The distinguishing charm of the Marblehead pottery seems to lie in the beautiful simplicity of shape and design, and in the soft richness of color…The quiet, persistent, intimate interest and enthusiasm of those concerned in the enterprise…lead one to believe that this pottery, which already occupies a high place in the pottery craft of America, will one day, perhaps, typify the best work produced by the country, for Marblehead Pottery is traditionally, and thoroughly, American.

Excerpt from Marblehead Pottery by Gertrude Emerson, The Craftsman, March 1916

Marblehead Pottery

1904-1936

Marblehead Pottery was established in 1904 by Herbert J. Hall in the quaint coastal town of Marblehead, Massachusetts. It was originally a part of a sanitarium called the Handicraft Shops, which provided occupational therapy for its residents. Other crafts included weaving, woodworking and metalworking. However, within a year, under supervision of Arthur Eugene Baggs, the pottery became separated from the sanitarium and was operationally independent as a for-profit enterprise by 1908. 

Baggs had been a student of Charles F. Binns at Alfred University’s New York State School of Clay-Working and Ceramics. Designers at Marblehead included Baggs, Arthur Irwin Hennessey, and Maude Milner. The lead decorator was Sarah Tutt, throwing the pottery was John Swallow, an accomplished potter from England, and E.J. Lewis who manned the kiln. Baggs purchased the pottery business from Herbert Hall in 1915, which continued under his direction until its close in 1936. Through the years, Marblehead would always remain a small operation, never employing more than six people.

Marblehead Pottery is known for its simple geometric patterns that often incorporate flowers and plants in stylized, abstracted motifs—an aesthetic very much in line with that of the American Arts and Crafts movement.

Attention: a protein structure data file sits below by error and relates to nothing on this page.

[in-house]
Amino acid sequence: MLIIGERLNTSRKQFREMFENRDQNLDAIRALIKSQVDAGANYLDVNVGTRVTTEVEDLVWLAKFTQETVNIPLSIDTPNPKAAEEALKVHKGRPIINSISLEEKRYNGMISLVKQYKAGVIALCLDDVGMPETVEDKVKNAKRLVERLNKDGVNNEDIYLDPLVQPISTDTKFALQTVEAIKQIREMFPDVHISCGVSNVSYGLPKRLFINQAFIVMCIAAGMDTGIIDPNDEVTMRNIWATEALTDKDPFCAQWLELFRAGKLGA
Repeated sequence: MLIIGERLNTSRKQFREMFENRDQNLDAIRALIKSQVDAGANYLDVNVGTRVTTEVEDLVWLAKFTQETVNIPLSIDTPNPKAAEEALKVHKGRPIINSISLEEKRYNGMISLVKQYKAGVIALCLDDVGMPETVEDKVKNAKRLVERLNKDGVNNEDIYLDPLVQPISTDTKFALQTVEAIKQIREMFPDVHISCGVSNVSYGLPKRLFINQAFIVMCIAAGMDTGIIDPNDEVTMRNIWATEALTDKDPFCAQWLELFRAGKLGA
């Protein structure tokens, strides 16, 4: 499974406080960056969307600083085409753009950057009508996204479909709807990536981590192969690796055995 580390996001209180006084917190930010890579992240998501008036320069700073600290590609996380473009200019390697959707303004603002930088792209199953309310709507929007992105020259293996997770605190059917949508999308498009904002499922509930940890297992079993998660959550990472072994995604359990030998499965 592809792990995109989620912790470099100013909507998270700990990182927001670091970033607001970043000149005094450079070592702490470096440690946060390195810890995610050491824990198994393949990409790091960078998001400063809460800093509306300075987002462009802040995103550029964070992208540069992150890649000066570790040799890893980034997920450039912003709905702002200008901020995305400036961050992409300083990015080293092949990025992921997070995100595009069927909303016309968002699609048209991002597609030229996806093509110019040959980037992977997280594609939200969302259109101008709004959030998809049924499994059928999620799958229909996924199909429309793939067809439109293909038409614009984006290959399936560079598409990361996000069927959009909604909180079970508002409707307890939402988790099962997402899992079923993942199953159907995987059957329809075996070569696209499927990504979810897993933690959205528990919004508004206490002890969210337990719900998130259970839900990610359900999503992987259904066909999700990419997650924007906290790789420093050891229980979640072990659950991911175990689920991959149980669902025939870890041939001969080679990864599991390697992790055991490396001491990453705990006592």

Marblehead Pottery is known for its simple geometric patterns that often incorporate flowers and plants in stylized, abstracted motifs—an aesthetic very much in line with that of the American Arts and Crafts movement.  Maritime, fish, and animal themes are further examples of subject matter routinely used. The color schemes of the pottery would usually employ a muted, simple palette of a few matte glazes. Typical glaze colors include pink, green, yellow, blue, gray, and brown. Decoration would be applied either between incised outlines or hand-drawn directly on the surface. Pottery was marked to the underside with the Marblehead stamp—a sailing ship flanked by the letters M and P. Some include the artist or designer initials. Baggs initialed specially decorated pieces or those with experimental glazes that were his personal projects. 

Over the years, Marblehead was the recipient of many awards. In 1916, they won a J. Ogden Armour prize at the annual exhibition for applied arts at The Art Institute of Chicago. The Arts & Craft Society awarded Arthur Baggs with their highest medal in 1925, and he subsequently won the Charles F. Binns medal in 1928. In the years following, Marblehead won first prize for pottery at the Robineau Memorial Exhibition at the Syracuse Museum of Fine Arts in 1933, and, in 1938, won first in pottery in the National Ceramic Exhibitions at Syracuse.